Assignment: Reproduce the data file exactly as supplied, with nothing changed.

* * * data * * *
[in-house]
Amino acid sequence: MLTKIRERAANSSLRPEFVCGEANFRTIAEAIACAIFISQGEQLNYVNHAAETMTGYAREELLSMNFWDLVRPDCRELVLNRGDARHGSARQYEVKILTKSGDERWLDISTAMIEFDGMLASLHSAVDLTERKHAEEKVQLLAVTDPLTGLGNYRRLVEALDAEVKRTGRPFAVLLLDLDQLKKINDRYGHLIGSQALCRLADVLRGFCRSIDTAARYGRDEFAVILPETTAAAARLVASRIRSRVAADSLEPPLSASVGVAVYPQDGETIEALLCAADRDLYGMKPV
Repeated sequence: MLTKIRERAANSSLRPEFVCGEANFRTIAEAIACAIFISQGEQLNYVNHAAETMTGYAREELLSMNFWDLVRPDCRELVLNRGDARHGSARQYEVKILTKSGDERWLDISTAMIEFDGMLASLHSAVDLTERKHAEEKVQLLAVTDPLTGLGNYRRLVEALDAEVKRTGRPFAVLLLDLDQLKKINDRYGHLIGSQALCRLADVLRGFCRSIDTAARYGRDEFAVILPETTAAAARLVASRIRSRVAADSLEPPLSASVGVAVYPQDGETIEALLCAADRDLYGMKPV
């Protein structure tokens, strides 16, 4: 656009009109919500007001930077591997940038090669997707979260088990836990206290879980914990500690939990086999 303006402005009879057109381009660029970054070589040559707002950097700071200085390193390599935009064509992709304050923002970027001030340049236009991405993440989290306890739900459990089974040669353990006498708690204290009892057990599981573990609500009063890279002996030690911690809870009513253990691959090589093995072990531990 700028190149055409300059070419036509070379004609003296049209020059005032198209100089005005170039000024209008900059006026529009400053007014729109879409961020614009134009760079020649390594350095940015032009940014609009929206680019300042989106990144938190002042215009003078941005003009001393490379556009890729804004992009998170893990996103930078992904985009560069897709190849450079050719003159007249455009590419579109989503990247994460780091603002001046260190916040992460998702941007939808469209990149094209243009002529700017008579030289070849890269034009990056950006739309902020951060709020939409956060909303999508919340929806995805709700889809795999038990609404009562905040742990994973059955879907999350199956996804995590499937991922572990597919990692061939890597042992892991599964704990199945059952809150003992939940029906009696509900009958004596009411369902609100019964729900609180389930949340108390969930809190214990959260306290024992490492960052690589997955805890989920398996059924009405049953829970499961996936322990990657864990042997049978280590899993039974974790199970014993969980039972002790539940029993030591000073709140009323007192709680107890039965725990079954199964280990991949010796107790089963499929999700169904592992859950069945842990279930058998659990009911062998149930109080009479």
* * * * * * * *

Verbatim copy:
[in-house]
Amino acid sequence: MLTKIRERAANSSLRPEFVCGEANFRTIAEAIACAIFISQGEQLNYVNHAAETMTGYAREELLSMNFWDLVRPDCRELVLNRGDARHGSARQYEVKILTKSGDERWLDISTAMIEFDGMLASLHSAVDLTERKHAEEKVQLLAVTDPLTGLGNYRRLVEALDAEVKRTGRPFAVLLLDLDQLKKINDRYGHLIGSQALCRLADVLRGFCRSIDTAARYGRDEFAVILPETTAAAARLVASRIRSRVAADSLEPPLSASVGVAVYPQDGETIEALLCAADRDLYGMKPV
Repeated sequence: MLTKIRERAANSSLRPEFVCGEANFRTIAEAIACAIFISQGEQLNYVNHAAETMTGYAREELLSMNFWDLVRPDCRELVLNRGDARHGSARQYEVKILTKSGDERWLDISTAMIEFDGMLASLHSAVDLTERKHAEEKVQLLAVTDPLTGLGNYRRLVEALDAEVKRTGRPFAVLLLDLDQLKKINDRYGHLIGSQALCRLADVLRGFCRSIDTAARYGRDEFAVILPETTAAAARLVASRIRSRVAADSLEPPLSASVGVAVYPQDGETIEALLCAADRDLYGMKPV
């Protein structure tokens, strides 16, 4: 656009009109919500007001930077591997940038090669997707979260088990836990206290879980914990500690939990086999 303006402005009879057109381009660029970054070589040559707002950097700071200085390193390599935009064509992709304050923002970027001030340049236009991405993440989290306890739900459990089974040669353990006498708690204290009892057990599981573990609500009063890279002996030690911690809870009513253990691959090589093995072990531990 700028190149055409300059070419036509070379004609003296049209020059005032198209100089005005170039000024209008900059006026529009400053007014729109879409961020614009134009760079020649390594350095940015032009940014609009929206680019300042989106990144938190002042215009003078941005003009001393490379556009890729804004992009998170893990996103930078992904985009560069897709190849450079050719003159007249455009590419579109989503990247994460780091603002001046260190916040992460998702941007939808469209990149094209243009002529700017008579030289070849890269034009990056950006739309902020951060709020939409956060909303999508919340929806995805709700889809795999038990609404009562905040742990994973059955879907999350199956996804995590499937991922572990597919990692061939890597042992892991599964704990199945059952809150003992939940029906009696509900009958004596009411369902609100019964729900609180389930949340108390969930809190214990959260306290024992490492960052690589997955805890989920398996059924009405049953829970499961996936322990990657864990042997049978280590899993039974974790199970014993969980039972002790539940029993030591000073709140009323007192709680107890039965725990079954199964280990991949010796107790089963499929999700169904592992859950069945842990279930058998659990009911062998149930109080009479």